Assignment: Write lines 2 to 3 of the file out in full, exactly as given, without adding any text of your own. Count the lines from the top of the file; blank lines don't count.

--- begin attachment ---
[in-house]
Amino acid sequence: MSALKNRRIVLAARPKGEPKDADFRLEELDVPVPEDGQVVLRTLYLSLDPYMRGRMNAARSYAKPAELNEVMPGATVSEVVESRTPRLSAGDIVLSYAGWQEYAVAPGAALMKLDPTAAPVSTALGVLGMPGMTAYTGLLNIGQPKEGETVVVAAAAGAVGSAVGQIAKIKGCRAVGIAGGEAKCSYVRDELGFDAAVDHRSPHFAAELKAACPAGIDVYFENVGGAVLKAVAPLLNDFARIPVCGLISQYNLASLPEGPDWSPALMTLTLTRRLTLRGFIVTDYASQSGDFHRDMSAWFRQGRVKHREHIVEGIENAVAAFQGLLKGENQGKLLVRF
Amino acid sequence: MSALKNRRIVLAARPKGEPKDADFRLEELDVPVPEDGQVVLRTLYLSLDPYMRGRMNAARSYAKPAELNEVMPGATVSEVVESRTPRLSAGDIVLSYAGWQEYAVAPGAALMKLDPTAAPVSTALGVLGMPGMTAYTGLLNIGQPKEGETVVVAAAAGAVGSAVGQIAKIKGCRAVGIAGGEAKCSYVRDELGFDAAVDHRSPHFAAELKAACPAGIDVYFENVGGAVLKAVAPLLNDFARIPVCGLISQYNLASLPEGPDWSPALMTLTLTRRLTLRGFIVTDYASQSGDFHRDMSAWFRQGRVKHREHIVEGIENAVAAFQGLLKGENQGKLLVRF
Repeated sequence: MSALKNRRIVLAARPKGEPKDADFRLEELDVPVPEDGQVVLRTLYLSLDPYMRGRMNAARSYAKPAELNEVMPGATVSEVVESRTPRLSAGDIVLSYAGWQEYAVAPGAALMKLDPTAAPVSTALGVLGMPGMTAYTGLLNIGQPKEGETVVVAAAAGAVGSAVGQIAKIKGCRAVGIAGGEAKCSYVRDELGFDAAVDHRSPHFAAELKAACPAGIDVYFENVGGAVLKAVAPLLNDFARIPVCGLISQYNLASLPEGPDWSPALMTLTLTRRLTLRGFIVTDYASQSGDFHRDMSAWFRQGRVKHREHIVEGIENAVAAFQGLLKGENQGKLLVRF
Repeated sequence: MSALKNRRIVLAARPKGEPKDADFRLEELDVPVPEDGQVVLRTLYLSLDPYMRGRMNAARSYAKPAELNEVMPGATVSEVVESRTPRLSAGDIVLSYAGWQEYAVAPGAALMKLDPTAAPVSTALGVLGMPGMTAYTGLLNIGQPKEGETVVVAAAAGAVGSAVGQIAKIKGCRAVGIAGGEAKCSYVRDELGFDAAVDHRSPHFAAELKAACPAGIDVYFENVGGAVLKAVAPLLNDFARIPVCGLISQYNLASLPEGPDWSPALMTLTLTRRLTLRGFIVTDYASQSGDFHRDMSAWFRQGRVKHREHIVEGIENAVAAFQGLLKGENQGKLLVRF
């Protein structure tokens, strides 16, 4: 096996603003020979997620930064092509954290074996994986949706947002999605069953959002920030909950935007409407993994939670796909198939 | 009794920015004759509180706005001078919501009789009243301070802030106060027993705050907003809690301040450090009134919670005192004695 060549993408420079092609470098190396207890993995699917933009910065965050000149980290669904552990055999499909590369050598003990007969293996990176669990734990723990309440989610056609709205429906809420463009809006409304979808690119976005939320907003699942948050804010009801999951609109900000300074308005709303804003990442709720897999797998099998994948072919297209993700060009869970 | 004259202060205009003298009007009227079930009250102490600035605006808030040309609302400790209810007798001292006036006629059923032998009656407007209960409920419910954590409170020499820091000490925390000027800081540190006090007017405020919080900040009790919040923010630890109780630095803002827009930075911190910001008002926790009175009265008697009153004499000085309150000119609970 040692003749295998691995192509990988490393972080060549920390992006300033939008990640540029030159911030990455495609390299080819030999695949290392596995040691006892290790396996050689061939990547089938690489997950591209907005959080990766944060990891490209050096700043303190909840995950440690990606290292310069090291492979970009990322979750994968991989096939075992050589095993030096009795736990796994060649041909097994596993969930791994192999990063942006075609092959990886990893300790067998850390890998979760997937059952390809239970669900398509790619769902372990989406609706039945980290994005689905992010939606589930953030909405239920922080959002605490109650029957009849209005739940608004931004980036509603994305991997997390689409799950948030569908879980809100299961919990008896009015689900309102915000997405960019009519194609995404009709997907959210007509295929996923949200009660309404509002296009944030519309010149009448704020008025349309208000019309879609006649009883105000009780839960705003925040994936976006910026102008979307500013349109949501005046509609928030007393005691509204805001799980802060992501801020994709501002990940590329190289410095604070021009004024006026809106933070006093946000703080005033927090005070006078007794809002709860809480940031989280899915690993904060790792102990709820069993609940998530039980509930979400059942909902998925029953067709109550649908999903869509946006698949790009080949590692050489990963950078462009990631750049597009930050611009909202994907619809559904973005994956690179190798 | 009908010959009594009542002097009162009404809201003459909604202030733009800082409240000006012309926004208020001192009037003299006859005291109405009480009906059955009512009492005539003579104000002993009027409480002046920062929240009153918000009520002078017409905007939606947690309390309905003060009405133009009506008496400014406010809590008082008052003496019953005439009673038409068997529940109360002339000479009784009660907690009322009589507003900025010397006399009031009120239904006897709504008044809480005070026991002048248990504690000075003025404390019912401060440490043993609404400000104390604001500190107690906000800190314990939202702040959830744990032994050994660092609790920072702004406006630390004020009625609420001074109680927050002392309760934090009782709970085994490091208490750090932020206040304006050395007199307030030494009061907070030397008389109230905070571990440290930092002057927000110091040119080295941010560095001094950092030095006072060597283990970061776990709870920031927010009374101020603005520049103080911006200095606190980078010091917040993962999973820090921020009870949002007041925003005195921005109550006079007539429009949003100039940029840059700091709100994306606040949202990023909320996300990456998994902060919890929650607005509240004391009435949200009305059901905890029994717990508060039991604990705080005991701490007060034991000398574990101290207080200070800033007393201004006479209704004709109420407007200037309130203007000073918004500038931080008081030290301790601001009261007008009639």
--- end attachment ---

Amino acid sequence: MSALKNRRIVLAARPKGEPKDADFRLEELDVPVPEDGQVVLRTLYLSLDPYMRGRMNAARSYAKPAELNEVMPGATVSEVVESRTPRLSAGDIVLSYAGWQEYAVAPGAALMKLDPTAAPVSTALGVLGMPGMTAYTGLLNIGQPKEGETVVVAAAAGAVGSAVGQIAKIKGCRAVGIAGGEAKCSYVRDELGFDAAVDHRSPHFAAELKAACPAGIDVYFENVGGAVLKAVAPLLNDFARIPVCGLISQYNLASLPEGPDWSPALMTLTLTRRLTLRGFIVTDYASQSGDFHRDMSAWFRQGRVKHREHIVEGIENAVAAFQGLLKGENQGKLLVRF
Amino acid sequence: MSALKNRRIVLAARPKGEPKDADFRLEELDVPVPEDGQVVLRTLYLSLDPYMRGRMNAARSYAKPAELNEVMPGATVSEVVESRTPRLSAGDIVLSYAGWQEYAVAPGAALMKLDPTAAPVSTALGVLGMPGMTAYTGLLNIGQPKEGETVVVAAAAGAVGSAVGQIAKIKGCRAVGIAGGEAKCSYVRDELGFDAAVDHRSPHFAAELKAACPAGIDVYFENVGGAVLKAVAPLLNDFARIPVCGLISQYNLASLPEGPDWSPALMTLTLTRRLTLRGFIVTDYASQSGDFHRDMSAWFRQGRVKHREHIVEGIENAVAAFQGLLKGENQGKLLVRF